Total GR-Uranium

Total GR

250

EPT Porosity

Sonic Porosity

Fig. 15.9Quick identication of hydrocarbon-bearing intervals through comparison of sonic and EPT

porosity. Courtesy of Schlumberger.

upper section of the sand is clearly indicated by the separation of the two porosity curves.

The original oil/water contact occurs at 267 m, while the present contact is at 261 m. Gen-

erally, the EPT porosity will read the same as a nuclear-derived porosity in water-bearing

zones and shales. In hydrocarbon-bearing intervals, however, the EPT porosity will be less

than either the total porosity or the density porosity. In gas zones, the separation between the

neutron porosity and the EPT porosity will not be as apparent. Fig. 15.10 illustrates these

differences.

The value of the matrix propagation time to be used in the porosity computation is chosen

by one of several available methods. If a simple known lithology is being dealt with, the

values in Table 15.1 can be used directly. In a dual-mineral formation containing two of the

most common matrices, the chart shown in Fig. 15.11 can be used. If any other mineral is

known to predominate in the formation, its matrix parameters can similarly be entered into

the chart.

15.3.5 Derivation of the Cementation Exponent m. Because the dielectric tool responds to

the water-lled pore space (more or less independently of water salinity), a value for bulk vol-

ume of water (BVW) can be derived from the tool measurement by means of the interpretation

techniques already covered. If water-based mud is used to drill through the formation, then

provided that the zone immediately adjacent to the wellbore has been completely ushed, the

bulk volume of water detected will reect the product Sxo. If oil-based mud with an oil ltrate

is used to drill, then the bulk volume of water detected will reect the product Swi. An exten-

sion of this knowledge enables the analyst to derive the cementation exponent m by following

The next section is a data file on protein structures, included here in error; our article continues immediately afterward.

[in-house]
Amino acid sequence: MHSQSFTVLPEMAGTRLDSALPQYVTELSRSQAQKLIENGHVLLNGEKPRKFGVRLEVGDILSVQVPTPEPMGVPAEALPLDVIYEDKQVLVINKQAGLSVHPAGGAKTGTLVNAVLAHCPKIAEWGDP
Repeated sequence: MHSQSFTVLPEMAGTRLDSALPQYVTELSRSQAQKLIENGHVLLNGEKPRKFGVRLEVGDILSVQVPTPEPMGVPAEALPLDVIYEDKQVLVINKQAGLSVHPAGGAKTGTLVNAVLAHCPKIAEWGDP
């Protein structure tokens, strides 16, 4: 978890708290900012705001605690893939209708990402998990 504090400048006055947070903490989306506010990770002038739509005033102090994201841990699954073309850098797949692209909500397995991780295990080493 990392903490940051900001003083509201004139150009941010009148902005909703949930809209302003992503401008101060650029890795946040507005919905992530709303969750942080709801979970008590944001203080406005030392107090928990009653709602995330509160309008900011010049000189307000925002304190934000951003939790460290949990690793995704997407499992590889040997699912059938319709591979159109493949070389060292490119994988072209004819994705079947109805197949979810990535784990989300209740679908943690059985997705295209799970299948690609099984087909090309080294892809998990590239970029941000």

a logical series of steps.

Assuming a water-based mud with a watermud ltrate,

Dielectric Measurements 269

Fluid D N EPT

Ohm-m

0 50 30 p.u. 0

Gas

Oil

Fresh

water

Salt

water

Fig. 15.10Variation of log readings for water and hydrocarbons. Courtesy of Schlumberger.

Hence, if is known independently from conventional logs, Sxo can simply be derived as:

BVW

S xo = . . . . . . . . . . . . . . . . . . . . . . . . . . . . . . . . . . . . . . . . . . . . . . . . . . . . . . . . . . . . .(15.14)

Matrix Propagation Time (tpl), ns/m

10

Limestone

9 Dolomite

8

Anhydrite

7

Sandstone

6

2.6 2.7 2.8 2.9 3.0

Apparent Matrix Density ( ma), g/cm3

Fig. 15.11Determination of matrix propagation time in a two-mineral formation.

270 Openhole Log Analysis and Formation Evaluation

However, Archies equation (see Chapter 7) also relates Sxo to porosity and to both the ushed-

zone resistivity, Rxo, and the mud-ltrate resistivity, Rmf:

a Rmf

S xon = . . . . . . . . . . . . . . . . . . . . . . . . . . . . . . . . . . . . . . . . . . . . . . . . . . . . . . . . . .(15.15)

m Rxo

1

n

Rmf

( m n ) = a . . . . . . . . . . . . . . . . . . . . . . . . . . . . . . . . . . . . . . . . . . . . . . . . . . (15.16)

Rxo BVW

Because all the variables are known, it remains only to make reasonable assumptions about a

(typically, a = 1) and n (typically, n = 2) to solve for m.

An example of the use of this method is given in Question 15.1.

QUESTION 15.1.

Conventional logs show

= 25%.

Rxo = 12.

Rmf = 0.3.

The dielectric log interpretation gives: